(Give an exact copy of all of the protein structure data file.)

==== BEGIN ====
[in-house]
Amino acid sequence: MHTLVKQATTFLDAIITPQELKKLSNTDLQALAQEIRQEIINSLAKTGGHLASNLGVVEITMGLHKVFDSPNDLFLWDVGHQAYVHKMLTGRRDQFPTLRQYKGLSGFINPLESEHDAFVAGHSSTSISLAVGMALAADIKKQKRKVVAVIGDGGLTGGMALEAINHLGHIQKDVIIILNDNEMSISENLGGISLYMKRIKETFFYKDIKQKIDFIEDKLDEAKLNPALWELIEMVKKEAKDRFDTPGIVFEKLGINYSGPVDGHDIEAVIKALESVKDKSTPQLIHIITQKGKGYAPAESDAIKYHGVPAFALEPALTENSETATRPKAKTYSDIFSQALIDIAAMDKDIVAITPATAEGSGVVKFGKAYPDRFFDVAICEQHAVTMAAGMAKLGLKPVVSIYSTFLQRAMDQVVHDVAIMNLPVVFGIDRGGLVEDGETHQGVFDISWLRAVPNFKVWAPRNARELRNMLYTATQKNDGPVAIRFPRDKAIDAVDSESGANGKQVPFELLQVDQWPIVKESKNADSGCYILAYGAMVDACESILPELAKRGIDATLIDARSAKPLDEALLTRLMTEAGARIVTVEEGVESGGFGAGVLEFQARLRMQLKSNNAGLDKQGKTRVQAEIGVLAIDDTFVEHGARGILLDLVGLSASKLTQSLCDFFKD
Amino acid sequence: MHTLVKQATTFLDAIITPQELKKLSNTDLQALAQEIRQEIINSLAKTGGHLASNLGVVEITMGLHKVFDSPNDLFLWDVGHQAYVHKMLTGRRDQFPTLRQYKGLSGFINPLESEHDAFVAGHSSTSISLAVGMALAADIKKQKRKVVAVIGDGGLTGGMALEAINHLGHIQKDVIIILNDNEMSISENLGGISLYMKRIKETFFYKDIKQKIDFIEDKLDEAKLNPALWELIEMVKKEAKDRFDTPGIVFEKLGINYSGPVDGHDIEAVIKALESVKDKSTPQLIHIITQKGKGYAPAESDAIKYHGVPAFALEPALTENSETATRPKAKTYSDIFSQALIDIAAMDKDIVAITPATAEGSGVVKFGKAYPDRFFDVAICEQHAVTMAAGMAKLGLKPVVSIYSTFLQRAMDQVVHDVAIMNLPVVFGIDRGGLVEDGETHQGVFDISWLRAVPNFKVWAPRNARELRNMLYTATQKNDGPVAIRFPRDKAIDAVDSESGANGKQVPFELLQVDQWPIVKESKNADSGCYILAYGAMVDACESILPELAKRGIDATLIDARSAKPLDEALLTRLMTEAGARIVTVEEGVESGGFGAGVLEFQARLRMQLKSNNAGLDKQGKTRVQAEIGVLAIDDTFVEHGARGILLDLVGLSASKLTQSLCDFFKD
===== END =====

[in-house]
Amino acid sequence: MHTLVKQATTFLDAIITPQELKKLSNTDLQALAQEIRQEIINSLAKTGGHLASNLGVVEITMGLHKVFDSPNDLFLWDVGHQAYVHKMLTGRRDQFPTLRQYKGLSGFINPLESEHDAFVAGHSSTSISLAVGMALAADIKKQKRKVVAVIGDGGLTGGMALEAINHLGHIQKDVIIILNDNEMSISENLGGISLYMKRIKETFFYKDIKQKIDFIEDKLDEAKLNPALWELIEMVKKEAKDRFDTPGIVFEKLGINYSGPVDGHDIEAVIKALESVKDKSTPQLIHIITQKGKGYAPAESDAIKYHGVPAFALEPALTENSETATRPKAKTYSDIFSQALIDIAAMDKDIVAITPATAEGSGVVKFGKAYPDRFFDVAICEQHAVTMAAGMAKLGLKPVVSIYSTFLQRAMDQVVHDVAIMNLPVVFGIDRGGLVEDGETHQGVFDISWLRAVPNFKVWAPRNARELRNMLYTATQKNDGPVAIRFPRDKAIDAVDSESGANGKQVPFELLQVDQWPIVKESKNADSGCYILAYGAMVDACESILPELAKRGIDATLIDARSAKPLDEALLTRLMTEAGARIVTVEEGVESGGFGAGVLEFQARLRMQLKSNNAGLDKQGKTRVQAEIGVLAIDDTFVEHGARGILLDLVGLSASKLTQSLCDFFKD
Amino acid sequence: MHTLVKQATTFLDAIITPQELKKLSNTDLQALAQEIRQEIINSLAKTGGHLASNLGVVEITMGLHKVFDSPNDLFLWDVGHQAYVHKMLTGRRDQFPTLRQYKGLSGFINPLESEHDAFVAGHSSTSISLAVGMALAADIKKQKRKVVAVIGDGGLTGGMALEAINHLGHIQKDVIIILNDNEMSISENLGGISLYMKRIKETFFYKDIKQKIDFIEDKLDEAKLNPALWELIEMVKKEAKDRFDTPGIVFEKLGINYSGPVDGHDIEAVIKALESVKDKSTPQLIHIITQKGKGYAPAESDAIKYHGVPAFALEPALTENSETATRPKAKTYSDIFSQALIDIAAMDKDIVAITPATAEGSGVVKFGKAYPDRFFDVAICEQHAVTMAAGMAKLGLKPVVSIYSTFLQRAMDQVVHDVAIMNLPVVFGIDRGGLVEDGETHQGVFDISWLRAVPNFKVWAPRNARELRNMLYTATQKNDGPVAIRFPRDKAIDAVDSESGANGKQVPFELLQVDQWPIVKESKNADSGCYILAYGAMVDACESILPELAKRGIDATLIDARSAKPLDEALLTRLMTEAGARIVTVEEGVESGGFGAGVLEFQARLRMQLKSNNAGLDKQGKTRVQAEIGVLAIDDTFVEHGARGILLDLVGLSASKLTQSLCDFFKD